Sergio Perez set a new record at the Sakhir Grand Prix for the most number of grands prix started before taking a first career win. Following the new addition to the history books, MotorsportWeek.com takes a look at the other drivers who were also subjected to a long wait before taking their maiden victory.
Jean Alesi, 91st race – 1995 Canadian Grand Prix
Having joined Ferrari in 1991 after a year and a half with Tyrrell, Alesi was made to wait for his first (and only) victory in F1, as Ferrari battled through a formidable rough patch in the early 1990s. At the 1995 Canadian Grand Prix, Benetton’s Michael Schumacher was on course to take the 14th win of his career, before he was forced to pit with an electrical issue, allowing Alesi to take the lead and eventual race win. It marked Ferrari’s second victory since the start of 1991, with Alesi leaving the team at the end of his race-winning season.
Thierry Boutsen, 95th race – 1989 Canadian Grand Prix
After a smattering of unsuccessful years with Arrows, Boutsen spent two years at Benetton picking up podiums before switching to Williams in 1989. In mixed conditions in Canada, Boutsen progressed slowly through the field, having started from sixth on the grid. On lap 63 of 69 he took second place and with Ayrton Senna leading, Boutsen was handed a gift when the Brazilian’s Honda engine failed on lap 67, dropping him out of the lead and allowing Boutsen to sweep through and claim the first of three career victories.
Mika Hakkinen, 96th race – 1997 European Grand Prix
The grand prix at Jerez in 1997 is best remembered for the title showdown between Michael Schumacher and Jacques Villeneuve, however it also marked the top-step breakthrough for Hakkinen. After the infamous collision between Schumacher and Villeneuve, the McLarens of Hakkinen and David Coulthard, who had been swapped through a team order call, took the lead and eventually the 1-2 finish. The following two seasons, Hakkinen would be crowned World Champion amid battles against Schumacher.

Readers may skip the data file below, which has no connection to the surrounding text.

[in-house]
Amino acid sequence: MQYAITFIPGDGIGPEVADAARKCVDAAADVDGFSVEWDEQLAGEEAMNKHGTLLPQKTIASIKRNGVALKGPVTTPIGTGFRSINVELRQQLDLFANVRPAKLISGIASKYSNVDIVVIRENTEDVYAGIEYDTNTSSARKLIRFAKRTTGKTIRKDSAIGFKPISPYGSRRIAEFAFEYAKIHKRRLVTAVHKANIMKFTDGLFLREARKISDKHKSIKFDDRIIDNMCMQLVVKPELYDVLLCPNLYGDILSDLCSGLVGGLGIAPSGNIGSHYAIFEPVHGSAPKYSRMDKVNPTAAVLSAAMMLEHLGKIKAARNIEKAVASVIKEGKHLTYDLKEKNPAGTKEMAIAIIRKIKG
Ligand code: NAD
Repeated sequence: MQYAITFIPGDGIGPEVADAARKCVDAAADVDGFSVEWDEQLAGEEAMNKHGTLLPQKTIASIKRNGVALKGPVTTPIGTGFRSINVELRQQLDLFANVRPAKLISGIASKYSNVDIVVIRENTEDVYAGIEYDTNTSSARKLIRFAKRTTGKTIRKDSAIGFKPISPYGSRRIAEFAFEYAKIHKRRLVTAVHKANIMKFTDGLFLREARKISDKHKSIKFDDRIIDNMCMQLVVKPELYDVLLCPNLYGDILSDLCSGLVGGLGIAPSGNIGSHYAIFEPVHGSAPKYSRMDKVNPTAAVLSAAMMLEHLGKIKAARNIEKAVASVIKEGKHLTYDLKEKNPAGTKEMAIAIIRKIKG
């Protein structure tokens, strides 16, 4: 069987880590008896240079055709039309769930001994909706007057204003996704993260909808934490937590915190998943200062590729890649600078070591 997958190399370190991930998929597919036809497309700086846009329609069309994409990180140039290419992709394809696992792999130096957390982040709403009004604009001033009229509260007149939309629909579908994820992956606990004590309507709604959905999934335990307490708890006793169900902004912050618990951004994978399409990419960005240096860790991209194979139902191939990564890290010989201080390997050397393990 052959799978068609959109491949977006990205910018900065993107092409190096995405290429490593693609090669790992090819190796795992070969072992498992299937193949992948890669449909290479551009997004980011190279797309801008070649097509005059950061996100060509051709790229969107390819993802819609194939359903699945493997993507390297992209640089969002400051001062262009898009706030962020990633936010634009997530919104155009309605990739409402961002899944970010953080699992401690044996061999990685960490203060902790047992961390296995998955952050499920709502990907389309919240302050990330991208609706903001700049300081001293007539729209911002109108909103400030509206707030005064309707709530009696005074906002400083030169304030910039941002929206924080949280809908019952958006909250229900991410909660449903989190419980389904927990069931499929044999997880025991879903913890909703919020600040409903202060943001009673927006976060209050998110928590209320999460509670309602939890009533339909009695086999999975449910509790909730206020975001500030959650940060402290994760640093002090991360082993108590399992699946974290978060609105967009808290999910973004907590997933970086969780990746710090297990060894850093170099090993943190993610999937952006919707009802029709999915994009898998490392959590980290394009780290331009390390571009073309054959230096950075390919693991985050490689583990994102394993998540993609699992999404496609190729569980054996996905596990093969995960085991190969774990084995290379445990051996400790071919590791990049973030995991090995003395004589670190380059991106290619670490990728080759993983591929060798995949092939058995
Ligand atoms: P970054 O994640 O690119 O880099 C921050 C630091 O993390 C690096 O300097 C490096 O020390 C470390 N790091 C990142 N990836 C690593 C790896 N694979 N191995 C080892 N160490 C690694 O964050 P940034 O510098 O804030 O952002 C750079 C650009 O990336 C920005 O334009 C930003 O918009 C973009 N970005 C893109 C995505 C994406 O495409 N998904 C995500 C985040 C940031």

Giancarlo Fisichella, 110th race – 2003 Brazilian Grand Prix
Confusion reigned at the end of the 2003 Brazilian GP, when the race was stopped early following a major incident involving Mark Webber and Fernando Alonso. Fisichella and McLaren’s Kimi Raikkonen stopped from the lead of the race for fuel after the crashes occurred. With 75 per cent of the race completed, the event was red-flagged and not restarted, with Raikkonen being handed the win as he held the lead on the start of lap 54 (the lap of the incident) before making a mistake and allowing Fisichella through. A later ruling saw the victory awarded to Fisichella, which would be his first, but the last for the Jordan team.
Nico Rosberg, 111th race – 2012 Chinese Grand Prix
Rosberg’s first F1 win came with little challenge at the Chinese Grand Prix of 2012, as he managed his tyres on a two-stop strategy to take the win over the McLarens of Jenson Button and soon-to-be rival Lewis Hamilton. After taking his first career pole on Saturday, Rosberg commanded the race and greeted the chequered flag over 20 seconds clear of the field, which also was the first victory for the Mercedes team after it returned as a manufacturer in 2010.